Oxfam dinner makes distant issues tangible for first-world students

Most of us here in Geneseo sit down to a nutritious meal at dinnertime every evening, while people across the world struggle to put even rice on the table. It’s easy to forget about the issue of hunger when we don’t see it happening in our backyards, but what if everyone in the world was forced to eat dinner together in the same room?

That is exactly what this year’s Oxfam America Hunger Banquet did in order to raise awareness about the issue of hunger. The event, which took place in the MacVittie College Union Hunt Room on Monday March 2, presented a stirring portrayal of global food scarcity. Upon entering the room where the banquet would be held, the metaphor began almost immediately. People were sorted into three groups: high-income, middle-income and low-income. I was fortunate enough to become “Julie, a 33-year-old mother of three who lives comfortably in Australia.” This sorting process was meant to symbolize how we are born into our lives completely at random.

I took my seat at the two tables in the front of the room––fully set and already dressed with three different drink options, rolls and butter. As I did this, I couldn’t help but feel a little guilty as the majority of the room was seated in circles of chairs or around a tablecloth on the floor.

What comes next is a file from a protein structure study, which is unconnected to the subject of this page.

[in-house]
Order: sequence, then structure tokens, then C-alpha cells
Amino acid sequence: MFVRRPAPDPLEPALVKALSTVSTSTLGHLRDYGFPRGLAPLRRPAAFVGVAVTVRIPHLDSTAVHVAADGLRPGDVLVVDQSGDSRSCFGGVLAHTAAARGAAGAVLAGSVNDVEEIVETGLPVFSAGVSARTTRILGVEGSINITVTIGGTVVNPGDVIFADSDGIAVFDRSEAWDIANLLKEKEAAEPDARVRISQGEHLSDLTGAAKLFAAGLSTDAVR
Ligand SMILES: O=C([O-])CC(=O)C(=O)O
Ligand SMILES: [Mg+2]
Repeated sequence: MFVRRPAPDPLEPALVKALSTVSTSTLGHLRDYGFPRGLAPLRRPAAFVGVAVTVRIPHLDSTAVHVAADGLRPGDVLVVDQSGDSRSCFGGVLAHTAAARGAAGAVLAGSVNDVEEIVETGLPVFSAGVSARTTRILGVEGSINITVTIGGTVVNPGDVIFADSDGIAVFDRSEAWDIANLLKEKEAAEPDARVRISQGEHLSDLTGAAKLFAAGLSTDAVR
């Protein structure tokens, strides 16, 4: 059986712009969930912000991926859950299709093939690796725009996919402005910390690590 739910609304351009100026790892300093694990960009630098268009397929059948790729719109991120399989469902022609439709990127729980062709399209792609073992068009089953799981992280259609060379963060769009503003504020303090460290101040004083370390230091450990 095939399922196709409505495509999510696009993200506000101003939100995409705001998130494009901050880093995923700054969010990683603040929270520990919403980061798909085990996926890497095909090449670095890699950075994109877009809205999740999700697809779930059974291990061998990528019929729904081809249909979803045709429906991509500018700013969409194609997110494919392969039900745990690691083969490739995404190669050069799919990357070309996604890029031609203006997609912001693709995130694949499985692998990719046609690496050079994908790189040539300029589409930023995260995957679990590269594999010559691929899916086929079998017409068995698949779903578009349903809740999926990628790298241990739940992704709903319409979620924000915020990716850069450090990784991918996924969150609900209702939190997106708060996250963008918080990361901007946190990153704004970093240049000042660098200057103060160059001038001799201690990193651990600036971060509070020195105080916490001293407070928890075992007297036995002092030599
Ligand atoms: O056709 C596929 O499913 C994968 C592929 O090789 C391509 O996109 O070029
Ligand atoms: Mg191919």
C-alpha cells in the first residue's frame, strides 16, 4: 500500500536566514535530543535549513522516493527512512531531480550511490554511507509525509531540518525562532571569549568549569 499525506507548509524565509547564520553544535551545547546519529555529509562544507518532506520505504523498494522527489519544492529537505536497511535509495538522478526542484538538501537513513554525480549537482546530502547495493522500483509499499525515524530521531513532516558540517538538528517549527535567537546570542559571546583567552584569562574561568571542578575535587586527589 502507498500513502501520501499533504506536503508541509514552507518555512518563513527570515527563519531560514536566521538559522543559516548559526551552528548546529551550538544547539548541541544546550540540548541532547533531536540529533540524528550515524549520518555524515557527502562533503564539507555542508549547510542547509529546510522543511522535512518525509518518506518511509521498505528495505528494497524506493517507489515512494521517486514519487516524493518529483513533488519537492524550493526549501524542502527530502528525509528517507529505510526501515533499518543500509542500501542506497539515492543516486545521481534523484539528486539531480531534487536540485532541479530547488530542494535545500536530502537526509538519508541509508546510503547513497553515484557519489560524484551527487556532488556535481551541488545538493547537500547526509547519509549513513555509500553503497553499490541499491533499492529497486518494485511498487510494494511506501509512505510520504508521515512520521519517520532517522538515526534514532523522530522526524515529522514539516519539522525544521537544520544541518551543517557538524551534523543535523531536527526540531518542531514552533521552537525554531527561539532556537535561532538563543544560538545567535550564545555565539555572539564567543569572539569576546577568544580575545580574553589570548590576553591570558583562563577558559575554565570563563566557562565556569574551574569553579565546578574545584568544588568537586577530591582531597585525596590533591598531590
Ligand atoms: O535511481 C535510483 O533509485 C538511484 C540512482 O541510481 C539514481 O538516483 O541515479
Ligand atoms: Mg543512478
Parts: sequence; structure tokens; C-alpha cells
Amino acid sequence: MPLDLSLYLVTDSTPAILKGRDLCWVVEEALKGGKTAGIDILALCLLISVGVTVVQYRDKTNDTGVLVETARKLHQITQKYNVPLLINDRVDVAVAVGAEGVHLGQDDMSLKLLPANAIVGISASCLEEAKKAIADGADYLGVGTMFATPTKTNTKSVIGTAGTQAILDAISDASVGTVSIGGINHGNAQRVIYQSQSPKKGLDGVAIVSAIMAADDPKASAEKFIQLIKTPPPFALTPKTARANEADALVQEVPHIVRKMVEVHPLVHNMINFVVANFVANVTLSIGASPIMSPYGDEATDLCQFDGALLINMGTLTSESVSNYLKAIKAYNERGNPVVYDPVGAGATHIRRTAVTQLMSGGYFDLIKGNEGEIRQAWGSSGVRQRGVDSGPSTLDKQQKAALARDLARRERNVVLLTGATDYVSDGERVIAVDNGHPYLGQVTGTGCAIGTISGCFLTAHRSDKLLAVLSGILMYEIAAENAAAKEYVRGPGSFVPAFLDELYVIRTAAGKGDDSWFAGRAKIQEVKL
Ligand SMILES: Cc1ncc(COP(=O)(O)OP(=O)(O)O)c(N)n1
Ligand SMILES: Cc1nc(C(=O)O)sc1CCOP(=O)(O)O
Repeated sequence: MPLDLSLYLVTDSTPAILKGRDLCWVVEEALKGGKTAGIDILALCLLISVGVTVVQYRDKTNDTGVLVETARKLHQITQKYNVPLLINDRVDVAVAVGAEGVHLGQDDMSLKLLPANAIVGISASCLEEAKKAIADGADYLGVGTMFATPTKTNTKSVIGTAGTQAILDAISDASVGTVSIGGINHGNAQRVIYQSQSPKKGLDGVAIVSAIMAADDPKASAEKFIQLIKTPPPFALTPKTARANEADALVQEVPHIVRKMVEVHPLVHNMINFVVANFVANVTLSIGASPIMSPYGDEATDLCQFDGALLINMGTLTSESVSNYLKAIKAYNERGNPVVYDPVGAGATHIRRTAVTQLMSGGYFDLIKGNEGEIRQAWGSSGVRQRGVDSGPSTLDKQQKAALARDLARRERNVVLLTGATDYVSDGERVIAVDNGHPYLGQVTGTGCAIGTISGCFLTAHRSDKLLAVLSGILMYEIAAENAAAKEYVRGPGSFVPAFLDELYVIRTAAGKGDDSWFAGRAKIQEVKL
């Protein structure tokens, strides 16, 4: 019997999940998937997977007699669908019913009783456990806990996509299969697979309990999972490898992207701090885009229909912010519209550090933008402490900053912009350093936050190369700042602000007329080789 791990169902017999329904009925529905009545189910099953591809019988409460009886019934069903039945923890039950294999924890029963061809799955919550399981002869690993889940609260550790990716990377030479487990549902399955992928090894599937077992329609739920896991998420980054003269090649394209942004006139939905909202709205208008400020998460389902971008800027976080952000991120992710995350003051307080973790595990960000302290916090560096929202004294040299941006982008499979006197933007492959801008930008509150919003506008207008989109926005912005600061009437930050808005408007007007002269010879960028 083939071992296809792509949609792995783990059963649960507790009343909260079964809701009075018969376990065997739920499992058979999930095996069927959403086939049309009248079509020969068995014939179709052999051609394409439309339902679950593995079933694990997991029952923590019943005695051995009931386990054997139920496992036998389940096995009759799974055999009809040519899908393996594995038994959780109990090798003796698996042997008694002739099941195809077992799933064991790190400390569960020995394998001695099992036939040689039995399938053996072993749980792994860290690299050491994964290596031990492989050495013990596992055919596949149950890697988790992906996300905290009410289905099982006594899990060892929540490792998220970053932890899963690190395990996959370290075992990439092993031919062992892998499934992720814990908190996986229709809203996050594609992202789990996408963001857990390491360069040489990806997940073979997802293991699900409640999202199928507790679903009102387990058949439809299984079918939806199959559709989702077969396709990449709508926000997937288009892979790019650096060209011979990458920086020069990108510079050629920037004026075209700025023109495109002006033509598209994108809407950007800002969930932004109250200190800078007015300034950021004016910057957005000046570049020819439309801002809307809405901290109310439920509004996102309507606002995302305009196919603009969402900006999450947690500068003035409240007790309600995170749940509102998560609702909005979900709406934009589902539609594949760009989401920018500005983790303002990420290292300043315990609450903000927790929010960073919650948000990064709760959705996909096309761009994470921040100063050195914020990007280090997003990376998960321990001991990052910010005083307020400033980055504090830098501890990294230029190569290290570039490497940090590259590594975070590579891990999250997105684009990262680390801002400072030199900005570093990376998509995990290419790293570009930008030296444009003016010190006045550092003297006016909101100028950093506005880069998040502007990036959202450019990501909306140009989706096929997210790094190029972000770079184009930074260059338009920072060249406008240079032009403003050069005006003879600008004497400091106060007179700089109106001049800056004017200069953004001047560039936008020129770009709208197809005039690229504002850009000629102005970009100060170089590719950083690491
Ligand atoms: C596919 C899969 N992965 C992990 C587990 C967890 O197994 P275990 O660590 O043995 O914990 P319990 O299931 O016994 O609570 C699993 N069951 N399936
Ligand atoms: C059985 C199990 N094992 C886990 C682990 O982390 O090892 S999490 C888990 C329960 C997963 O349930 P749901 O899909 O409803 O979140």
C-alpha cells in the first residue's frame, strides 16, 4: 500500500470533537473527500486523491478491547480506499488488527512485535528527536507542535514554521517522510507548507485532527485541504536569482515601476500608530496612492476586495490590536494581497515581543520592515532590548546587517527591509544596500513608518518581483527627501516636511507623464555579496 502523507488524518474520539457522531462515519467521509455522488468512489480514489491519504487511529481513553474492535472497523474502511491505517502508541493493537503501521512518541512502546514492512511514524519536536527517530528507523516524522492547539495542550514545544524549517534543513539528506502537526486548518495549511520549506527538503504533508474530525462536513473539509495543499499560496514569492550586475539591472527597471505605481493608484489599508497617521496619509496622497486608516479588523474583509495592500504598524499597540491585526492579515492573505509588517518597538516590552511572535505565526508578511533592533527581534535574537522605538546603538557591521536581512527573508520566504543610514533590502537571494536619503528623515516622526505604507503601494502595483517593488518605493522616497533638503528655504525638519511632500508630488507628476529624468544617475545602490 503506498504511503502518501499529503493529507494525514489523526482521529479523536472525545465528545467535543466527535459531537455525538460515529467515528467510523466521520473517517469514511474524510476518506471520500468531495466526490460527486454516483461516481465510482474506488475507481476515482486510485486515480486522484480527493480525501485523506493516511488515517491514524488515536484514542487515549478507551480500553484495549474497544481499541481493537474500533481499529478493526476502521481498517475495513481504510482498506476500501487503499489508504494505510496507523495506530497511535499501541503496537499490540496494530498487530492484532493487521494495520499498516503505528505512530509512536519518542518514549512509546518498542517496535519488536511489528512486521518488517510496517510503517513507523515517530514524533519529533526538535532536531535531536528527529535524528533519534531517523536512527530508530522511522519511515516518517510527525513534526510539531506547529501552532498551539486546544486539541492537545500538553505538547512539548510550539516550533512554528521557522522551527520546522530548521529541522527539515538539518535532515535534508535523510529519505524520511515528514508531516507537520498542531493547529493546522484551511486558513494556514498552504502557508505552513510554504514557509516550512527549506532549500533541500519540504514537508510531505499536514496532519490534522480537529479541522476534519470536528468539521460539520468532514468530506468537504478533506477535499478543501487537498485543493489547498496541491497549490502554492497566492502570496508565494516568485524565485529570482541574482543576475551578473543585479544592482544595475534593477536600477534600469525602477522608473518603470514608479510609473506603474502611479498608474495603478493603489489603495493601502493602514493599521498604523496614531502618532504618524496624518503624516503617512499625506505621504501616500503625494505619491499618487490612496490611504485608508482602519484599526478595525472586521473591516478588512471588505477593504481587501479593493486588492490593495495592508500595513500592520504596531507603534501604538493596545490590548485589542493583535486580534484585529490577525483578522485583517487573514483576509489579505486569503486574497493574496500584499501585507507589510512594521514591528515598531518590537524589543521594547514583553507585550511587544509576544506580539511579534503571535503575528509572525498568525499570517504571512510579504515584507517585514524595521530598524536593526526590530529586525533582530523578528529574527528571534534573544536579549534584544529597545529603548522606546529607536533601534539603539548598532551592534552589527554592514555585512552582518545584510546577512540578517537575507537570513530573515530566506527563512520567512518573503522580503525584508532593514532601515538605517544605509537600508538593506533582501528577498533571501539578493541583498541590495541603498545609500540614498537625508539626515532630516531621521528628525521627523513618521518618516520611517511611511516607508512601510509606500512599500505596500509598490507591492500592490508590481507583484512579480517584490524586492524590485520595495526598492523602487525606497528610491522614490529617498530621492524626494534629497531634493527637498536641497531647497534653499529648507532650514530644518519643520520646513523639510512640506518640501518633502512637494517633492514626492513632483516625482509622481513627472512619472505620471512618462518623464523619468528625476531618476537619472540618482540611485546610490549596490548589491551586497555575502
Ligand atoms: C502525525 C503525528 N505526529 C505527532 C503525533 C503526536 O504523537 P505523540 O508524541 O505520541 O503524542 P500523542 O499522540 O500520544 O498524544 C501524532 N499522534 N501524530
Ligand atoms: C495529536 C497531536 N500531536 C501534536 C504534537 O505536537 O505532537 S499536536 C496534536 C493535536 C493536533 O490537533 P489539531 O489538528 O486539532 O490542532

The event began and attendees were read an opening statement from Oxfam, the global organization that originally coined the idea of the “hunger banquet.” Participants learned that rather than being an issue of not having enough food to feed the planet, hunger is rooted in the uneven distribution of power throughout the world.

The high-income group represented 20 percent of the world’s population––and also roughly 20 percent of the room. Everyone in that group made at least $6,300 a year. We had access to some of the best healthcare in the world, there was no question as to if our children would attend school, we owned cars and televisions and we maintained an overall sense of job security.

Seated in the middle of the room in circles of chairs, the middle-income group, represented 30 percent of the world’s population. They made somewhere from $1,328 to $6,380 a year. They were mostly laborers working in factories or sweatshops in the city while sending money back home to their families.

Seated on the floor, the low-income group represented an astonishing 50 percent of the world and made below $1,328 dollars a year. They had trouble finding food, water and shelter, and were often homeless or lived in flimsy structures. Most children never attended school, and most adults were tenant farmers or worked on plantations.

In total, 80 percent of the room was not “seated at the table,” a metaphor meant to represent security and power.

As the dinner portion of the night commenced, we were served a nutritious meal of pasta, salad, vegetables and fresh rolls. The middle-income group ate rice and beans while the low-income group ate solely rice.

After dinner and a moment of silence for reflection, a group discussion commenced. It was now apparent that the effects of the disparity levels between income groups in our real world were clear to everyone in the room.

People expressed ideas to make change; to advocate and to educate others. “It’s the metaphor that makes this so successful,” event coordinator junior Travis Wheeler said. “It takes a really awful topic and makes it fun while still maintaining the seriousness.”